Sunday, August 19, 2007

Homeless (and Sleepless) in Toronto by Louis Evan Palmer

Homeless in Jakarta is a reflection of abject poverty and high-level thievery.

Homeless in Toronto is a reflection of wilful neglect and high-level thievery.

The main difference between "have" countries and "have not" is that there's enough left over after the elite has taken their cut to fund a sizable middle class. However, when the middle class disappears, as is happening in the USA, then the gap will close and there is no more vicious animal than one whose sustenance has been taken away.

The great lie in the debate about homelessness is that they are on the streets by choice. It is obvious to even a casual observer that many homeless people have mental problems. Estimates run as high as one third of the homeless being mentally unbalanced to the degree that they are impaired. Another major issue for the homeless is drug and/or alcohol addiction. On its own, or as a result of the above, many of the homeless have physical health problems.

There is risk and danger to the homeless and to the people around them. Living on the street is a health and hygiene issue, a law and order issue, a public safety issue. To leave these people to the ministrations of angels of mercy and/or organs of the city health department is short-sighted and negligent.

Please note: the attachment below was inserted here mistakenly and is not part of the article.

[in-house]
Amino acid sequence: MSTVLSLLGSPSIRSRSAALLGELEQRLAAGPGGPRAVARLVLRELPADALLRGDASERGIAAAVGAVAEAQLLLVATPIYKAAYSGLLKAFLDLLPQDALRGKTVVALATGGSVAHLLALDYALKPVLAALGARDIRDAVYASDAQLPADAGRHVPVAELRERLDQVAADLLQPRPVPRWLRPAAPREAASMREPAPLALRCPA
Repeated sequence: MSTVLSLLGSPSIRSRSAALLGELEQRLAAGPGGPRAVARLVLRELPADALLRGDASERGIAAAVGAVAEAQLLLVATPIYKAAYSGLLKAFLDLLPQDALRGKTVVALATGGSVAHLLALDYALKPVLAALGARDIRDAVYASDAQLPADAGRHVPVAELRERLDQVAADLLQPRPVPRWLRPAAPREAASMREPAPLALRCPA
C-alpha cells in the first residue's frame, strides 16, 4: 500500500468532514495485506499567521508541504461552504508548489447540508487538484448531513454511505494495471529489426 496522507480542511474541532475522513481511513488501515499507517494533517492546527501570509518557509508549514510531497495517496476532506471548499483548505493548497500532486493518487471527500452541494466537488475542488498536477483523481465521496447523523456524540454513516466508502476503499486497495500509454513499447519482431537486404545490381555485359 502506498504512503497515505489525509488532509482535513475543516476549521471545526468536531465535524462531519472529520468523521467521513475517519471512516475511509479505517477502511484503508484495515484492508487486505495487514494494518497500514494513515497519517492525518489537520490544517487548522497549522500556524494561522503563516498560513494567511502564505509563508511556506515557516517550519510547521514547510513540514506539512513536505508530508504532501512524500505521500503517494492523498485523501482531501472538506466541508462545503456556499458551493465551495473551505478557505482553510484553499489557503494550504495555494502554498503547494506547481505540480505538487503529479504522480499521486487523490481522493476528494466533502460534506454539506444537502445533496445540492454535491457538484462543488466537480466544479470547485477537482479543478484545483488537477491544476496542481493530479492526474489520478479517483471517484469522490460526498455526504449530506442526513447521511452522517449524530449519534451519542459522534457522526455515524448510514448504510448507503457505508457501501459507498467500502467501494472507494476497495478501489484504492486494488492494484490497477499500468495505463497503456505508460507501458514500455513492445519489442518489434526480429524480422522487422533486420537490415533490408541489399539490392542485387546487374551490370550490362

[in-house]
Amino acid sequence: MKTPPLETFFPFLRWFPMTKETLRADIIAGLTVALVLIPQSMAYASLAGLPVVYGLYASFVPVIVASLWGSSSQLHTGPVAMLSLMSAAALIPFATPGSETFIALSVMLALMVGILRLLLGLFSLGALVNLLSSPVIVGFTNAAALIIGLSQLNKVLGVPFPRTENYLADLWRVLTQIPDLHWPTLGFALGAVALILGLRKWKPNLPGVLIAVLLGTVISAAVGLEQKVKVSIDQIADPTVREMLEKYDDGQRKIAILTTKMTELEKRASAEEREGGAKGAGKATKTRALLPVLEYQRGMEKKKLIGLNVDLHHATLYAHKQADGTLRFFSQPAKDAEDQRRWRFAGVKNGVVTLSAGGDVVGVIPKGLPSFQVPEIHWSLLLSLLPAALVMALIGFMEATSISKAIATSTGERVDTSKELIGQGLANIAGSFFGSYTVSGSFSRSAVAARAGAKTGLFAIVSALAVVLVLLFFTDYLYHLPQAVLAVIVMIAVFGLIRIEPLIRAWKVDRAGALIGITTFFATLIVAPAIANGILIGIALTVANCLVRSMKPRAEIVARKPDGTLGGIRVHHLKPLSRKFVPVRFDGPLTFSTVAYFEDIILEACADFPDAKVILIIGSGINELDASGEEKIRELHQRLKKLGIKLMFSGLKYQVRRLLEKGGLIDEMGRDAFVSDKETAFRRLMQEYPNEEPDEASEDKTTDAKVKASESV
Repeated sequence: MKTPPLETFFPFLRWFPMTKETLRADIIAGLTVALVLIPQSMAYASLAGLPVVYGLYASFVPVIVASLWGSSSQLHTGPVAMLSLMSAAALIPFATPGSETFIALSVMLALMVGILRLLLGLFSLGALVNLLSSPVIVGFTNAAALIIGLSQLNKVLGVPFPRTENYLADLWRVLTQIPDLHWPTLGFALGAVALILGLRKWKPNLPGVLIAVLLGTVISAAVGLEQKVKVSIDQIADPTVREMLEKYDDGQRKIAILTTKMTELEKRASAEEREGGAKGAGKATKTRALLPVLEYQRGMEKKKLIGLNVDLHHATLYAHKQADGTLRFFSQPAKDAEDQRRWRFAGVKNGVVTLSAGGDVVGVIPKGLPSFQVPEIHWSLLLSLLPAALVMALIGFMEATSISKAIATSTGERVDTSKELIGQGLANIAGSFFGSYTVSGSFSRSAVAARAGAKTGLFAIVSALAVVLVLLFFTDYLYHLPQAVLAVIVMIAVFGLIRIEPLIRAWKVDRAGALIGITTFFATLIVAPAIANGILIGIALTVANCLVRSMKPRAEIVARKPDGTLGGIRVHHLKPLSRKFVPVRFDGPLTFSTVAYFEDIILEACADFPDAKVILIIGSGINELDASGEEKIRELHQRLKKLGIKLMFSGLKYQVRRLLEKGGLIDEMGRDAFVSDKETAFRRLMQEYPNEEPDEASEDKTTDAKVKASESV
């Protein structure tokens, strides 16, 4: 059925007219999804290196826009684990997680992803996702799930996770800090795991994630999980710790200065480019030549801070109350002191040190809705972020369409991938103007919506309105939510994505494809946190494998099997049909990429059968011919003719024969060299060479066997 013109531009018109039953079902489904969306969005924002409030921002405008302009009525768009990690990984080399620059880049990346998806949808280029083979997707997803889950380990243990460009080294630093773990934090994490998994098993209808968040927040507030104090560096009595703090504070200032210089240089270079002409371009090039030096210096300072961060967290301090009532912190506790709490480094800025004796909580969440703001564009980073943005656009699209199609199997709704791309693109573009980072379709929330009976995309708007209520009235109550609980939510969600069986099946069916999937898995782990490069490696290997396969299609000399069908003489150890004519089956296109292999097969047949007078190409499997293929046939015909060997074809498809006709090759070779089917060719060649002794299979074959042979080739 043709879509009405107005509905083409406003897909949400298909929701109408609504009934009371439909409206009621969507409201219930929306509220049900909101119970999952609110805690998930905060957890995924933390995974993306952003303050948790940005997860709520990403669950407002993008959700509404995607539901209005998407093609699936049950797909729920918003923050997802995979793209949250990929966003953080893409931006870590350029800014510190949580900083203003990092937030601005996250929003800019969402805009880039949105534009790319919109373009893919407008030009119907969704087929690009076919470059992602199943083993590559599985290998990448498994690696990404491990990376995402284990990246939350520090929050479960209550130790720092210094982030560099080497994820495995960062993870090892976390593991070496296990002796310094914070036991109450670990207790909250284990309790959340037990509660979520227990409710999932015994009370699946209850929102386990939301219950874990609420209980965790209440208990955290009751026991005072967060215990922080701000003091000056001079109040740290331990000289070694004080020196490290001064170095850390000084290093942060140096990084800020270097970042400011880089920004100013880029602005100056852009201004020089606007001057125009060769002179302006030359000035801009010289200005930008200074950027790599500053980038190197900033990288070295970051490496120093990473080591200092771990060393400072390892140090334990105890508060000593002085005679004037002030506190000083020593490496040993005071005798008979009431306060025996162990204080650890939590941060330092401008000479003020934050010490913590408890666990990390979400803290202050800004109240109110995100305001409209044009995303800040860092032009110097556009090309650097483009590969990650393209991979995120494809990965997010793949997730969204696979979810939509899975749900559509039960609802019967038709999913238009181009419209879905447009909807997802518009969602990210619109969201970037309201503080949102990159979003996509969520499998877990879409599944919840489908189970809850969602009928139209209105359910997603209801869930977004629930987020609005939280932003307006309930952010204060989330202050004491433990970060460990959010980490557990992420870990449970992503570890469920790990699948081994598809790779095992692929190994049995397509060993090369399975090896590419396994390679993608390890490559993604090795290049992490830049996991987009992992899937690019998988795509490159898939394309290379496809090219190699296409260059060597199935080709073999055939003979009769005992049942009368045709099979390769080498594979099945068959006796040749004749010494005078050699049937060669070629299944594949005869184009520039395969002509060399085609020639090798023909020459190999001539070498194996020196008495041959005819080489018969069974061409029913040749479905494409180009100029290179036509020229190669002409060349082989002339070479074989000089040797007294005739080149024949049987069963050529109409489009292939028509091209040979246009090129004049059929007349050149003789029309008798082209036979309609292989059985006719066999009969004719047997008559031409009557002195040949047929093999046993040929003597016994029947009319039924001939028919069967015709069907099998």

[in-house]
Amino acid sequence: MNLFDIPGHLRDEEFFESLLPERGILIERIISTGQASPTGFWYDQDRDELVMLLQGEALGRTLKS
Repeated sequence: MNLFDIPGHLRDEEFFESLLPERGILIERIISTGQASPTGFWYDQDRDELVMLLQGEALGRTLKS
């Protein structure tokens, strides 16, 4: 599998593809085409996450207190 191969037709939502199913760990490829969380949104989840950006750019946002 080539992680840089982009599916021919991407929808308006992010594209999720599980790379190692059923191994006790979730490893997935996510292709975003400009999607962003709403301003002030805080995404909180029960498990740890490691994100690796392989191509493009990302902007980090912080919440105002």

To have levels of government haggling over the costs of necessary services - these are NOT frills! - is disheartening and maddening. The address is Toronto, Ontario, Canada. Each of those jurisdictions has a role to play.

While respecting their rights and dignity, the homeless cannot be allowed to jeopardize themselves and others, laws should be passed that will enable various authorities and agencies to remove people from the streets. Some belong in mental health facilities, others in hospitals or clinics. All need free or cheap (but decent) housing.

There are sufficient resources given the political will. We need effective management of the housing, strict security and safety for the tenants, access to programs and make-work programs as required. We've got to break the cycle and just leaving people on the streets won't do it. From a purely selfish point of view, society is only hurting itself by not dealing with homelessness.

Homeless (and Sleepless) in Toronto, Louis Evan Palmer, The Way It Can Be,
Copyright 2007 Louis Evan Palmer lives in Ontario Canada. His short stories have appeared in numerous publications.


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